Thinking about euthanasia is something that no pet owner likes to dwell on, but sadly it is a decision that many dog owners eventually have to face. Taking responsibility for a pain-free, peaceful death with the company of loved ones is the kindest act an owner can do for a much-loved pet.
Talk it over with your veterinary surgeon and your family and friends. Questions to think about include:
Persistent and incurable inability to eat, vomiting, signs of pain, distress or discomfort, or difficulty in breathing are all indications that euthanasia should be considered. You and your family know your dog better than anyone else, so try to make a reasoned judgement on his or her quality of life. If you are hoping for an improvement in your dog’s condition, setting a time limit may be a sensible option. Sadly, few dogs die peacefully in their sleep at home. Most reach a point when their quality of life is unsatisfactory, and a decision for euthanasia has to be made.
Living with a chronically ill dog can be emotionally (and financially) draining. Often there is a substantial time commitment involved in care. Not every owner is able to cope and, if there is no chance of a recovery and you are unable to give your dog the degree of care needed for a comfortable life, it may be better to opt for euthanasia. With some invalid dogs there is the possibility of a sudden and unpredictable deterioration. If you are unable to make arrangements for your dog to receive emergency care, euthanasia may be a better option.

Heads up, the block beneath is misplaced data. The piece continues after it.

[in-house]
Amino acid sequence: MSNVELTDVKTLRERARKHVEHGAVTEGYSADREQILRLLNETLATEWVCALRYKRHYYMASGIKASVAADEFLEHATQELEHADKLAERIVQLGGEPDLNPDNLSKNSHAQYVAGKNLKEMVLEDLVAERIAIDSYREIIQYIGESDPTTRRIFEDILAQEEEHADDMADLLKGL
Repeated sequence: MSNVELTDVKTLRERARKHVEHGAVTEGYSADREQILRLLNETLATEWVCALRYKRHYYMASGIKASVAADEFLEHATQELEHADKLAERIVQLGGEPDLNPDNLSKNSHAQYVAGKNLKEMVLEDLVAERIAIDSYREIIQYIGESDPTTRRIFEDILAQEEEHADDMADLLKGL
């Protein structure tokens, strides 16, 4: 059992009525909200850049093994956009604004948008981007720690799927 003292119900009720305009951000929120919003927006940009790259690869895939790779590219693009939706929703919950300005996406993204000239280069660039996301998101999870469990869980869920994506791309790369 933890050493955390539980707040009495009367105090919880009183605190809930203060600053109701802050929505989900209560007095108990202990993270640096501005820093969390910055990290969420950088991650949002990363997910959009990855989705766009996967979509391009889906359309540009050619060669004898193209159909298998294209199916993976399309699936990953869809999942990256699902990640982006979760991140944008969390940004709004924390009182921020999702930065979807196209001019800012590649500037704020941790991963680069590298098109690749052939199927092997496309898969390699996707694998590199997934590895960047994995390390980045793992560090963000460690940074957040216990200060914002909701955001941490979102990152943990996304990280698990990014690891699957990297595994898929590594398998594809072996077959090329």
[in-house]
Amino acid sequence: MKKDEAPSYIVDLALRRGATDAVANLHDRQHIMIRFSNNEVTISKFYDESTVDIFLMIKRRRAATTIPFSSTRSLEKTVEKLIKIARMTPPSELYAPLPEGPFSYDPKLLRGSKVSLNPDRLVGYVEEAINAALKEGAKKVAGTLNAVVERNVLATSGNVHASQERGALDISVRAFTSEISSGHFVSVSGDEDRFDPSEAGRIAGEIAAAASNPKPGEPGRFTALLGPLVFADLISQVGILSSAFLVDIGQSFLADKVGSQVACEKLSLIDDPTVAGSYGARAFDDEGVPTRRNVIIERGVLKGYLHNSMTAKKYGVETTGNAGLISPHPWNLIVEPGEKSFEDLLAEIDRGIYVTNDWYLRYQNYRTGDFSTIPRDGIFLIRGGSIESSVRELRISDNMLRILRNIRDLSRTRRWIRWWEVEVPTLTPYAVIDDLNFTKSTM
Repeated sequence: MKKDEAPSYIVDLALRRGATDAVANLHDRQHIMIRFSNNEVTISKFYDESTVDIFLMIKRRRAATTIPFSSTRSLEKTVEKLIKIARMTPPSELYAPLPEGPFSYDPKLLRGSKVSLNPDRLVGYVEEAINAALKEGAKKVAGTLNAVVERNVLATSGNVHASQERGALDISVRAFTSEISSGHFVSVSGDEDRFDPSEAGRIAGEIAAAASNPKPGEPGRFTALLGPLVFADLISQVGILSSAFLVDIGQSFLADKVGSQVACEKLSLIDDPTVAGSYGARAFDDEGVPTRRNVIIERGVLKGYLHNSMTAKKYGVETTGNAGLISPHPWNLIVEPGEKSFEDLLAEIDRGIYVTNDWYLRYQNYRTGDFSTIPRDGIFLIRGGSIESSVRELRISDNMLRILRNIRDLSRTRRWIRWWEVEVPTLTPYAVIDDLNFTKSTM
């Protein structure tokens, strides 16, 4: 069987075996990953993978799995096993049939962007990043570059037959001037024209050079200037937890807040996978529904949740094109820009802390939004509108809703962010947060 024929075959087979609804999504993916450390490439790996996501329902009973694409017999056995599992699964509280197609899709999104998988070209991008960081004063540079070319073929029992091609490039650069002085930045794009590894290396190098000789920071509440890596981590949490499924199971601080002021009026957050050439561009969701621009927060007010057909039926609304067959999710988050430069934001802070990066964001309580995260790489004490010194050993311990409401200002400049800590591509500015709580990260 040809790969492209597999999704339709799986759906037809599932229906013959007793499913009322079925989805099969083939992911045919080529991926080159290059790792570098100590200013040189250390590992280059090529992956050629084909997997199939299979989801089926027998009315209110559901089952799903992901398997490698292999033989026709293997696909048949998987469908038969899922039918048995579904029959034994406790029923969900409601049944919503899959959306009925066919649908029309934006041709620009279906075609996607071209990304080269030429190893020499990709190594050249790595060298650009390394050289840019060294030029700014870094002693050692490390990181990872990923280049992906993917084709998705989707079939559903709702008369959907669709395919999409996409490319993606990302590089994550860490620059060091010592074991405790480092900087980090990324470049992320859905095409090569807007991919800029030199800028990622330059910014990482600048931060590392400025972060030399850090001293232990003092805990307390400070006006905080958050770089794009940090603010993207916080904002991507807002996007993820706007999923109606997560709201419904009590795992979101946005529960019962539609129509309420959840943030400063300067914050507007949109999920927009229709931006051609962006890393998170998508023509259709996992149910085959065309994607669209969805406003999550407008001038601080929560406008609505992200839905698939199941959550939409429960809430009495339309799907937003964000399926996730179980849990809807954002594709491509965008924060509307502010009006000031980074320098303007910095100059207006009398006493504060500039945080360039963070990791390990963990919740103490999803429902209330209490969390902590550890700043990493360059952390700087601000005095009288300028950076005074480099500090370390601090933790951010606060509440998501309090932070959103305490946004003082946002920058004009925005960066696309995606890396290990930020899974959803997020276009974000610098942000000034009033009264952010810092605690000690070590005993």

Once you have made this very difficult decision, you will also need to decide how and where you and your family will say the final goodbye. It is an individual decision whether or not you and your family want to be present during the euthanasia procedure. For some pet owners, the emotion may be too overwhelming, but for many, it is a comfort to be with their pet during the final moments. It may be inappropriate for young children to witness the procedure since they are not yet able to understand death and may also not understand that they need to remain still and quiet.